I’m reading the GPML book and in Chapter 2 (page 15), it tells how to do regression using Gaussian Process(GP), but I’m having a hard time figuring how it works.

In Bayesian inference for parametric models, we first choose a prior on the model parameters \theta, that is p(\theta); second, given the training data D, we compute the likelihood p(D|\theta); and finally we have the posterior of \theta as p(\theta|D), which will be used in the

predictive distributionp(y^*|x^*,D)=\int p(y^*|x^*,\theta)p(\theta|D)d\theta, and the above is what we do in Bayesian inference for parametric models, right?Well, as said in the book, GP is non-parametric, and so far as I understand it, after specifying the

mean functionm(x) and thecovariance functionk(x,x’), we have a GP over function f, f \sim GP(m,k), and this is thepriorof f. Now I have anoise-freetraining data set D=\{(x_1,f_1),…,(x_n,f_n)\}， I thought I should compute thelikelihoodp(D|f) and then theposteriorp(f|D), and finally use the posterior to make predictions.HOWEVER, that’s not what the book does! I mean, after specifying the prior p(f), it doesn’t compute the likelihood and posterior, but just go straight forward to the predictive prediction.

Question:

1) Why not compute the likelihood and posterior? Just because GP is non-parametric, so we don’t do that?

2) As what is done in the book (page 15~16), it derives the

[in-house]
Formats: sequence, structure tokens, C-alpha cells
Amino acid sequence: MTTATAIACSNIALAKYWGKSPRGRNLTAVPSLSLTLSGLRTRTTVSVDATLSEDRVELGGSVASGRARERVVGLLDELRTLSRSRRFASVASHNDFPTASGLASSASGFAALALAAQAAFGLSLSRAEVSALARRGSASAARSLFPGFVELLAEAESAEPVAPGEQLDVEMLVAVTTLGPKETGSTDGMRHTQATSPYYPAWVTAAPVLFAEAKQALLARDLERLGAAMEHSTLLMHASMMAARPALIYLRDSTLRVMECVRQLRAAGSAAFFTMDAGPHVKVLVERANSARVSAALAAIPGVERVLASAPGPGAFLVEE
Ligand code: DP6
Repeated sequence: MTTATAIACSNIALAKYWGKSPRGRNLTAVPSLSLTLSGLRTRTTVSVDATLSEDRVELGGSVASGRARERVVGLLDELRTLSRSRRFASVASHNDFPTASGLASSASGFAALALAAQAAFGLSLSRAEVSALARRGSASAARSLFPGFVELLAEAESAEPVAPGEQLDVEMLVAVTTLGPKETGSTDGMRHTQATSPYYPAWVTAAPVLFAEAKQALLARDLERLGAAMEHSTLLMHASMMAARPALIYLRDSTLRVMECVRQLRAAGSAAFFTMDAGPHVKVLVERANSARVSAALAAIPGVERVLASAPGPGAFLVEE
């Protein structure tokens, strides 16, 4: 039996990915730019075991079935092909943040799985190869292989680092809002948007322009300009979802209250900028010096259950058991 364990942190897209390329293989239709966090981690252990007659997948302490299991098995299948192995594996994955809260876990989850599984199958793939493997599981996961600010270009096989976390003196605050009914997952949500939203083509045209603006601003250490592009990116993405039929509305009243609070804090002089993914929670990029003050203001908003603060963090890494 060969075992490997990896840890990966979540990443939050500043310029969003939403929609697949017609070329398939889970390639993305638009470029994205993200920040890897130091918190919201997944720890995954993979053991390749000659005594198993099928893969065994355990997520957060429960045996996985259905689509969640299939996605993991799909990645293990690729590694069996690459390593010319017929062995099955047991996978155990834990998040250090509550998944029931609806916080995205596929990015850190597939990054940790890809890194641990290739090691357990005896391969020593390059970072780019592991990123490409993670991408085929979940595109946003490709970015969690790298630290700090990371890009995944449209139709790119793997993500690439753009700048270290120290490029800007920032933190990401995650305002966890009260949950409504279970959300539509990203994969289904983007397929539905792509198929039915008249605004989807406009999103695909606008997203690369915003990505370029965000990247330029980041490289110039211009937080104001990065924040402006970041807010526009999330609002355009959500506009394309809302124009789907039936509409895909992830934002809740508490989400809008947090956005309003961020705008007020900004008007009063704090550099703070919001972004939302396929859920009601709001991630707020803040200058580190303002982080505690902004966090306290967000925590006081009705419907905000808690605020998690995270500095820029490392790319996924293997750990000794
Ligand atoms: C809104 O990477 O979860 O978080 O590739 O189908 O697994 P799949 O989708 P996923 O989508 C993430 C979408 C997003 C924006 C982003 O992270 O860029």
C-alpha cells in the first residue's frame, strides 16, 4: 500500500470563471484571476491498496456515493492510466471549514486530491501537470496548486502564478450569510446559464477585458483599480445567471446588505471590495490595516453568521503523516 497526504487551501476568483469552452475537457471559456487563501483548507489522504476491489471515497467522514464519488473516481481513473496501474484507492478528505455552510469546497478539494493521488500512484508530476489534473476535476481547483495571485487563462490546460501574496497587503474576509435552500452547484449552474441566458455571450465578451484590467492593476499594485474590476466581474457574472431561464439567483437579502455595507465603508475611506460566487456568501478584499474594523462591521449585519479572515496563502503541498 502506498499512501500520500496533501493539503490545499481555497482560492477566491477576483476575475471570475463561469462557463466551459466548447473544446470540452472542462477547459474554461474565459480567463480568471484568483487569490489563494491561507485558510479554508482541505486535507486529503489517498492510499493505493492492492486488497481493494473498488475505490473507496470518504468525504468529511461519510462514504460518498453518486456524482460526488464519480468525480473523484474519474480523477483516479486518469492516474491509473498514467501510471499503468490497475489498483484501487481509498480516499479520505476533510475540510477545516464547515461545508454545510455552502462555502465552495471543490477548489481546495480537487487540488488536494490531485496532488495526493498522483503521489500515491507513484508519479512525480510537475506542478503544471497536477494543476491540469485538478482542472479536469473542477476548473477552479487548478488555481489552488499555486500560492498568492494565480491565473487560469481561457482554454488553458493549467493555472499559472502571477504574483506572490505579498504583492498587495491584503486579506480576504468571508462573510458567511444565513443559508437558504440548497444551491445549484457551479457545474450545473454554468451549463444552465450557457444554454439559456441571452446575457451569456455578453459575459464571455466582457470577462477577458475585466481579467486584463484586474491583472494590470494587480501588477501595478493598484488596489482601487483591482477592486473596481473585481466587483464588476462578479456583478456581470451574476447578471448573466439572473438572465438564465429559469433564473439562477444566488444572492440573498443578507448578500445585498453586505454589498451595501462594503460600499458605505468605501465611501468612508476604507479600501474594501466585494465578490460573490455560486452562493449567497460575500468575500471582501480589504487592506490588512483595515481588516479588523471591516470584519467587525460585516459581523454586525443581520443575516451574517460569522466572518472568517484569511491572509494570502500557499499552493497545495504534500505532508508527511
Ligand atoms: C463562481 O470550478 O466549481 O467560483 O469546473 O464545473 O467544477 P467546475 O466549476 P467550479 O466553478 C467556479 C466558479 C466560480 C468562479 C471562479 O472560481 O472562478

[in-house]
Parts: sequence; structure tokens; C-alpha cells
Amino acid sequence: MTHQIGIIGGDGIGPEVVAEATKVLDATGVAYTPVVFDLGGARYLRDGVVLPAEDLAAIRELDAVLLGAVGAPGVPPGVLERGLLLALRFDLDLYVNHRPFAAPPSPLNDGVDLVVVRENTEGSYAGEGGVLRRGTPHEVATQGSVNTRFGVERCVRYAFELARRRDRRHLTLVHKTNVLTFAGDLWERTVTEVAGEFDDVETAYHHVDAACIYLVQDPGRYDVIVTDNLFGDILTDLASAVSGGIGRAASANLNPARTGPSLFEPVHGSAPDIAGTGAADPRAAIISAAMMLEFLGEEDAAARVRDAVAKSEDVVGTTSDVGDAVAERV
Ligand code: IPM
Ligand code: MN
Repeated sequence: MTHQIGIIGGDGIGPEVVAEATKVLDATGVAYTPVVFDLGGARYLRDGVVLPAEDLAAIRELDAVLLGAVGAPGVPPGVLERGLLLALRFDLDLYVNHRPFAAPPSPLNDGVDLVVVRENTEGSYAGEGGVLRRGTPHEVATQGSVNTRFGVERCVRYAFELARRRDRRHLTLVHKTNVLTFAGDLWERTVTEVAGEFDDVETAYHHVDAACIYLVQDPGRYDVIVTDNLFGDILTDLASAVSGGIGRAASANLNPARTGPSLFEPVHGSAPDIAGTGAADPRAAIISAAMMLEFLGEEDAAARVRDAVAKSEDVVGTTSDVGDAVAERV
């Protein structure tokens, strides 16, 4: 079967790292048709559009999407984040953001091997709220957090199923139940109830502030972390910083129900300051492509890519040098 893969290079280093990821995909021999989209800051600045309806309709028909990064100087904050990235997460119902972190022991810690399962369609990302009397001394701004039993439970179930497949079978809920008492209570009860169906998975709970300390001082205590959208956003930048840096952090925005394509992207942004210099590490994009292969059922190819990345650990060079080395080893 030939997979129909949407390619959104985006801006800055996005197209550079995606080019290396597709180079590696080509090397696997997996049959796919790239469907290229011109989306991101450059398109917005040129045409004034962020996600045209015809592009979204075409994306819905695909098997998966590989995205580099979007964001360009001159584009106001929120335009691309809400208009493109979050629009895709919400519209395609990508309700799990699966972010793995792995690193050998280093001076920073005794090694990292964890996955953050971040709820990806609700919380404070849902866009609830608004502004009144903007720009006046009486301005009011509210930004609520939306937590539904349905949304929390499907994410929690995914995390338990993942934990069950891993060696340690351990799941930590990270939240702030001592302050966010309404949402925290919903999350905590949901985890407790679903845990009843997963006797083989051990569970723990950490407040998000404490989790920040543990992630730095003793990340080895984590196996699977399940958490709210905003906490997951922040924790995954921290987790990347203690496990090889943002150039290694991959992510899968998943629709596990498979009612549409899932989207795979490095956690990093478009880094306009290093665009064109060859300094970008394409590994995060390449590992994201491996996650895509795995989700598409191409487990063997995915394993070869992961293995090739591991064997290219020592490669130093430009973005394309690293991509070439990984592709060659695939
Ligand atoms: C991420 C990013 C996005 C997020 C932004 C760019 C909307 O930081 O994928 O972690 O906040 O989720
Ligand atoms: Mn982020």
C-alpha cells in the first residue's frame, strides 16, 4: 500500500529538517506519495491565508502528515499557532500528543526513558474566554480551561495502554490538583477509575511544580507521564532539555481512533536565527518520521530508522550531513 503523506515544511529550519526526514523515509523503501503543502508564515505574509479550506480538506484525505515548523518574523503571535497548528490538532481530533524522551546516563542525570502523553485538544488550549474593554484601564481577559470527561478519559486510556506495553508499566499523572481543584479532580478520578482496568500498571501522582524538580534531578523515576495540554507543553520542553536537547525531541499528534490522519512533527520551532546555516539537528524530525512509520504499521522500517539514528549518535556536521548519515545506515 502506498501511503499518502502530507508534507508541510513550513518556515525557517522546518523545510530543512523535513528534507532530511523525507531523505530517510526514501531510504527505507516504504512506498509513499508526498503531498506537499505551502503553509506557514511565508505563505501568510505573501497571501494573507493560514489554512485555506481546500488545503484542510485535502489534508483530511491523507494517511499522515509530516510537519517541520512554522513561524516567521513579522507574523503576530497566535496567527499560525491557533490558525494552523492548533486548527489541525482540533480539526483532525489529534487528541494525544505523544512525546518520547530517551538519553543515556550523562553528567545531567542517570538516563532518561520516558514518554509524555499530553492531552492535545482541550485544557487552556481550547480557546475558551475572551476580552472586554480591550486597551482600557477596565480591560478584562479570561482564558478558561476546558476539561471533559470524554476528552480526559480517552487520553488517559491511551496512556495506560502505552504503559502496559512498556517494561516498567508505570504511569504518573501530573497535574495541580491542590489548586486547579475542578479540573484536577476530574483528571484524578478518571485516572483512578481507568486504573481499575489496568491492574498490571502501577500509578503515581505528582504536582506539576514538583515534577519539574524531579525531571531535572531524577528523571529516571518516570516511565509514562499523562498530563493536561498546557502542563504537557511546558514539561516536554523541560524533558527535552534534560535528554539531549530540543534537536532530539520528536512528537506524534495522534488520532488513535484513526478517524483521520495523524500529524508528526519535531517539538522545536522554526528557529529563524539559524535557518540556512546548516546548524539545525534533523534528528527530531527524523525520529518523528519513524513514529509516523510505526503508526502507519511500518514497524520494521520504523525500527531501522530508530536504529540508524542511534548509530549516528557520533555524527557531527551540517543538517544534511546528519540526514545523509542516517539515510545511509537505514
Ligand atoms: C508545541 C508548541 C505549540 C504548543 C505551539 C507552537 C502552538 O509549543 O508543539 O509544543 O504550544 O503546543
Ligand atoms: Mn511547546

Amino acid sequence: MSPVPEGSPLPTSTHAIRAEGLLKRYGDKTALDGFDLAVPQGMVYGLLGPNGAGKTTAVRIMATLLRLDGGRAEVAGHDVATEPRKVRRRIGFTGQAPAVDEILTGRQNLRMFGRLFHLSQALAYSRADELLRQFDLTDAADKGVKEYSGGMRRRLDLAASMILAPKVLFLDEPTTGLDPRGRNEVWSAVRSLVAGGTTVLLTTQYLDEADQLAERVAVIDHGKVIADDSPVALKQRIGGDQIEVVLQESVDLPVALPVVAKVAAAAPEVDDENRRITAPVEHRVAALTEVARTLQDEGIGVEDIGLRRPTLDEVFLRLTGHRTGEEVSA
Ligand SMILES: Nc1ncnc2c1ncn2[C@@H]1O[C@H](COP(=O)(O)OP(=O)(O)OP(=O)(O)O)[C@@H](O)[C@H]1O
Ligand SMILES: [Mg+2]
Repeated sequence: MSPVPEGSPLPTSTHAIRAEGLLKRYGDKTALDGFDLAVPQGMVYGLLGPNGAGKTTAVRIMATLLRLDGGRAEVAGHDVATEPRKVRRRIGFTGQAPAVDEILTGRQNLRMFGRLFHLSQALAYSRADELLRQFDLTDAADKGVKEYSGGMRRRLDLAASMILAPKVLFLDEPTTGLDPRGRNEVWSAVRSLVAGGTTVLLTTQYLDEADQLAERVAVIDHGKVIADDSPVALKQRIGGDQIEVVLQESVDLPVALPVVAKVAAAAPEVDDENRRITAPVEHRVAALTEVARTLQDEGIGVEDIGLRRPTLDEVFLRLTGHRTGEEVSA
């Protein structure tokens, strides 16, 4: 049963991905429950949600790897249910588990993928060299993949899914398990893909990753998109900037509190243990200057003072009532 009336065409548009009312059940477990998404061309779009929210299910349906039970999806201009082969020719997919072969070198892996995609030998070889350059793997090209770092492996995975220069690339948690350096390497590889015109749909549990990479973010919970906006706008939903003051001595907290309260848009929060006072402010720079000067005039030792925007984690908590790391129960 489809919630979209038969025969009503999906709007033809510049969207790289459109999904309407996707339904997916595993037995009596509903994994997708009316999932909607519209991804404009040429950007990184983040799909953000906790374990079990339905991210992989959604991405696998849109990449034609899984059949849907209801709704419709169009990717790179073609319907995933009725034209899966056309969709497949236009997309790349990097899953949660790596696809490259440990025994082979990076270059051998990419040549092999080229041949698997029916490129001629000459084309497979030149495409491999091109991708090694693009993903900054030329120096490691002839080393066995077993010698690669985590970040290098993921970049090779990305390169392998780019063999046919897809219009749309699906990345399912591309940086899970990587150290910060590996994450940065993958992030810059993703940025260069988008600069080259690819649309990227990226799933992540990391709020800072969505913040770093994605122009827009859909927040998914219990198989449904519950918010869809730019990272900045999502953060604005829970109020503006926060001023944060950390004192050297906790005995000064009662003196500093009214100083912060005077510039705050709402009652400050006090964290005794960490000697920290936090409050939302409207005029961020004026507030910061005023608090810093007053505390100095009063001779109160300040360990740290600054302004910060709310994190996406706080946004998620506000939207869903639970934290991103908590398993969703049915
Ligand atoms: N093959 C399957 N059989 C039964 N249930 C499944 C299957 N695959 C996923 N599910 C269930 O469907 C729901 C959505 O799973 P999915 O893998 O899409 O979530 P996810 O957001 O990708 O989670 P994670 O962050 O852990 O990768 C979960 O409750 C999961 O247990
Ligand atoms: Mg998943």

predictive distributionvia the joint distribution of training data set \textbf f and test data set \textbf f^*, which is termed asjoint prior. Alright, this confuses me badly, why joint them together?3) I saw some articles call f the

latentvariable, why?

**Answer**

and the above is what we do in Bayesian inference for parametric

models, right?

The book is using Bayesian model averaging, which is the same for parametric models or any other Bayesian method, given that you have posterior over your parameters.

Now I have a noise-free training data set

It doesn’t need to be ‘noise-free’. See later pages.

HOWEVER, that’s not what the book does! I mean, after specifying the

prior p(f), it doesn’t compute the likelihood and posterior, but just

go straight forward to the predictive prediction.

See this: https://people.cs.umass.edu/~wallach/talks/gp_intro.pdf

I believe, in page 17 we have the prior, and later the likelihood. I believe if you write the derivations, and find the posterior, and then average over the posterior for prediction (like in the weight-space view) it will result in the same equations as in page 19 for mean and covariance.

**Attribution***Source : Link , Question Author : avocado , Answer Author : Daniel*